Kentucky, 1850. An enslaved groom named Jarret and a bay foal forge a bond of understanding that will carry the horse to record-setting victories across the South. When the nation erupts in civil war, an itinerant young artist who has made his name on paintings of the racehorse takes up arms for the Union. On a perilous night, he reunites with the stallion and his groom, very far from the glamor of any racetrack.
New York City, 1954. Martha Jackson, a gallery owner celebrated for taking risks on edgy contemporary painters, becomes obsessed with a nineteenth-century equestrian oil painting of mysterious provenance.
Washington, DC, 2019. Jess, a Smithsonian scientist from Australia, and Theo, a Nigerian-American art historian, find themselves unexpectedly connected through their shared interest in the horse—one studying the stallion’s bones for clues to his power and endurance, the other uncovering the lost history of the unsung Black horsemen who were critical to his racing success.
Based on the remarkable true story of the record-breaking thoroughbred Lexington, Horse is a novel of art and science, love and obsession, and our unfinished reckoning with racism.

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📚️ Most Talked About Non-Fiction - Week of July 17, 2023

American Prometheus: The Triumph and Tragedy of J. Robert Oppenheimer Kai Bird

American Prometheus is a comprehensive biography of J. Robert Oppenheimer, renowned as the "father of the atomic bomb." The book delves into Oppenheimer's life and achievements, from his leadership in developing the atomic bomb during World War II to his later involvement in advocating international controls over atomic materials. Despite his fame, Oppenheimer faced opposition from influential figures like Edward Teller and J. Edgar Hoover, leading to doubts about his trustworthiness with America's nuclear secrets. The biography explores his education, quantum physics studies in Germany, establishment of a leading physics school in Berkeley, and his transformation during his time at Los Alamos, where he directed nuclear weapons research. The book presents a vivid portrayal of midcentury America, offering insights into significant historical events, including the Depression, World War II, and the Cold War. American Prometheus provides a crucial understanding of the past and its relevance to future decisions.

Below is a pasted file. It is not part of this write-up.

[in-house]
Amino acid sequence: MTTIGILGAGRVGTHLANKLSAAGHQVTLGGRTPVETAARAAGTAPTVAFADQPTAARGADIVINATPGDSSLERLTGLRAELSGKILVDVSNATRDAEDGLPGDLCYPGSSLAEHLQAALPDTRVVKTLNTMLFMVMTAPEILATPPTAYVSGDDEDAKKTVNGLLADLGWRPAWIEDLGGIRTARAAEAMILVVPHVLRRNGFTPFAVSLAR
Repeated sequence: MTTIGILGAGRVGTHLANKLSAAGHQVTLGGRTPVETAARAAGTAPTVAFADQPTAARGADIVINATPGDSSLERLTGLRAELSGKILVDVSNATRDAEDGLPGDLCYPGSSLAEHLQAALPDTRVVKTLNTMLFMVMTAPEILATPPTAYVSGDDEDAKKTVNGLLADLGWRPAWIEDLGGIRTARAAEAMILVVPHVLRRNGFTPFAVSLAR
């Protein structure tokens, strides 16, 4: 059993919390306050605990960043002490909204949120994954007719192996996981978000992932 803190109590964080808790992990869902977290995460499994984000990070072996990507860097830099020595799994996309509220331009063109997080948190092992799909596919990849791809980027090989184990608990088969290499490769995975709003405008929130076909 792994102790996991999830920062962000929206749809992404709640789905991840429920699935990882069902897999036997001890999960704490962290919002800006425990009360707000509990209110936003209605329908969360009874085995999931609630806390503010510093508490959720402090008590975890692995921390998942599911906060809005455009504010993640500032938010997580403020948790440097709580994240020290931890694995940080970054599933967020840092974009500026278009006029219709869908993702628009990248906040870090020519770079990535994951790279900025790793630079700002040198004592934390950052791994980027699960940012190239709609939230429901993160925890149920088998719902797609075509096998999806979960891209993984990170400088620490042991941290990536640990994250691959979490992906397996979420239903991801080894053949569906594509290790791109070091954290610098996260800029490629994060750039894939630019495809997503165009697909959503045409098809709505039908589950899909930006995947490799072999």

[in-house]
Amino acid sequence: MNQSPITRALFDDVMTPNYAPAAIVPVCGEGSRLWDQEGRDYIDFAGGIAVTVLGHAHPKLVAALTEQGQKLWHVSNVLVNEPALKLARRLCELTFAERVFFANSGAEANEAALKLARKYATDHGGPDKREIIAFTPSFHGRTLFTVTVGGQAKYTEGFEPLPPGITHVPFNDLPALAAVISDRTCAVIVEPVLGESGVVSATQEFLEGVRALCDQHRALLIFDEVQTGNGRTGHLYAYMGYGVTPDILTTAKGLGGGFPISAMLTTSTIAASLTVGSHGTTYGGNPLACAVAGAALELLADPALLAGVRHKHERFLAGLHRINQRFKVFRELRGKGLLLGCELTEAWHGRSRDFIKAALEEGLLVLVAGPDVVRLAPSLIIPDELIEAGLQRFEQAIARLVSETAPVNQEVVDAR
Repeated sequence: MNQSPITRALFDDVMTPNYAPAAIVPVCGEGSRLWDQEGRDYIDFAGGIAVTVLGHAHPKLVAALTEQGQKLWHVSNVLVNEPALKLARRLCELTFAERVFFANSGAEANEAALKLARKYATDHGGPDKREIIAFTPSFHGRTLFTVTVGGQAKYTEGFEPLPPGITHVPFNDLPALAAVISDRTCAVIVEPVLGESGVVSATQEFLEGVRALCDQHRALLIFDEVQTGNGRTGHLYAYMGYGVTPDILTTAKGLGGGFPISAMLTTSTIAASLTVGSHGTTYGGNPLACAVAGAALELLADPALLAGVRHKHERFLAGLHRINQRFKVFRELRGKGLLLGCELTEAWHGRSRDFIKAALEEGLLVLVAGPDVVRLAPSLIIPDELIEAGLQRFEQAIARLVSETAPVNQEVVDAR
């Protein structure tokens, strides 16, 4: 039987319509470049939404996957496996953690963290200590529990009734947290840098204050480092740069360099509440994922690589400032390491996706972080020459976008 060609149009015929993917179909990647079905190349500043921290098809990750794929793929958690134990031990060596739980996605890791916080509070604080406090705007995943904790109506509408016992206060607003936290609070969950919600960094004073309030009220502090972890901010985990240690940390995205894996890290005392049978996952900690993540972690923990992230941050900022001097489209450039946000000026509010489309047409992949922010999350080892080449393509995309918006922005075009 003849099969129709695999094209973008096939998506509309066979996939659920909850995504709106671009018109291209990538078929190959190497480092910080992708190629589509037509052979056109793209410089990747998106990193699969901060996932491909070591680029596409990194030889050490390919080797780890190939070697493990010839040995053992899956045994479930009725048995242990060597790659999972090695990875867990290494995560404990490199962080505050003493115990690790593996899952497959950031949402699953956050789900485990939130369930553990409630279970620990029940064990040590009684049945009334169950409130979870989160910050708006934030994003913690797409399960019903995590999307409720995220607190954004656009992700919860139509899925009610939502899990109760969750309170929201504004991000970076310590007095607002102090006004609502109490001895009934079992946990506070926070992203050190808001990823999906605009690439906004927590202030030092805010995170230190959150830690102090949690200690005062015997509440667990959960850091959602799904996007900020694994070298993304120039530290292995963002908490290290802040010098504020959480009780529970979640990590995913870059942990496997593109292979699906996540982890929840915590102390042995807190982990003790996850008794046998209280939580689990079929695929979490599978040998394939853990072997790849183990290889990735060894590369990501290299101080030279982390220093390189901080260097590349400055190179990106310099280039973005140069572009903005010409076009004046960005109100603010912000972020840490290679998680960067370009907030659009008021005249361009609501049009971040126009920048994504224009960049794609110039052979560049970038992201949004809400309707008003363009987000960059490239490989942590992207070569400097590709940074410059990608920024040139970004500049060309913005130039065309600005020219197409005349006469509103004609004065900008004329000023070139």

🆕 New and Noteworthy

Easy Money: Cryptocurrency, Casino Capitalism, and the Golden Age of Fraud

During the height of the pandemic, popular TV star Ben McKenzie found himself intrigued by the world of cryptocurrency, driven by a mix of being stuck at home with some disposable income, concern for his family's financial security, and a fear of missing out on potential profits. Despite his background in economics, McKenzie was initially drawn to the idea of cryptocurrencies empowering individuals and challenging traditional banking systems. However, as he delved deeper into the world of blockchain, Bitcoin, and various other coins and exchanges, he began to question whether it was all a massive scam. In the book "Easy Money," McKenzie collaborates with journalist Jacob Silverman on an investigative adventure, exposing the shocking and potentially devastating reality of the cryptocurrency world as it reaches a critical juncture. The book features stories of average traders, victims of scams, eccentric crypto enthusiasts, influential Hollywood figures who believe in crypto, whistleblowers speaking out against cryptocurrencies, and government agents attempting to find solutions amid the looming threat of a major crash, likening it to the irresponsibility and fraud seen during the 2008 Housing Bubble, potentially even dwarfing Bernie Madoff's infamous scheme.

✍️ Quote of the Week

We knew the world would not be the same. A few people laughed, a few people cried. Most people were silent. I remembered the line from the Hindu scripture, the Bhagavad-Gita; Vishnu is trying to persuade the Prince that he should do his duty, and to impress him, takes on his multi-armed form and says, 'Now I am become Death, the destroyer of worlds.' I suppose we all thought that, one way or another.

J. Robert Oppenheimer